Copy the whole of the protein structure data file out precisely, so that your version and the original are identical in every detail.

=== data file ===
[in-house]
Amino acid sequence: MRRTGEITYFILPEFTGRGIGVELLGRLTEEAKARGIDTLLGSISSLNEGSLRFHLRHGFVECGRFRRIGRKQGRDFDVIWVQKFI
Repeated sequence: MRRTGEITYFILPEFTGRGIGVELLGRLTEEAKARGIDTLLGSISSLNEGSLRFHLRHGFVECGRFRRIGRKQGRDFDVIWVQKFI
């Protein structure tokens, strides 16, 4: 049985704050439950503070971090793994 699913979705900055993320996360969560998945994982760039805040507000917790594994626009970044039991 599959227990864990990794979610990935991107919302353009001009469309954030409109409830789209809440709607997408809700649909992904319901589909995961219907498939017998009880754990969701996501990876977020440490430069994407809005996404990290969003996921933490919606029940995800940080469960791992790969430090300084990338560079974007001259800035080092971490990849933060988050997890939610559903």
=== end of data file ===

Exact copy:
[in-house]
Amino acid sequence: MRRTGEITYFILPEFTGRGIGVELLGRLTEEAKARGIDTLLGSISSLNEGSLRFHLRHGFVECGRFRRIGRKQGRDFDVIWVQKFI
Repeated sequence: MRRTGEITYFILPEFTGRGIGVELLGRLTEEAKARGIDTLLGSISSLNEGSLRFHLRHGFVECGRFRRIGRKQGRDFDVIWVQKFI
């Protein structure tokens, strides 16, 4: 049985704050439950503070971090793994 699913979705900055993320996360969560998945994982760039805040507000917790594994626009970044039991 599959227990864990990794979610990935991107919302353009001009469309954030409109409830789209809440709607997408809700649909992904319901589909995961219907498939017998009880754990969701996501990876977020440490430069994407809005996404990290969003996921933490919606029940995800940080469960791992790969430090300084990338560079974007001259800035080092971490990849933060988050997890939610559903």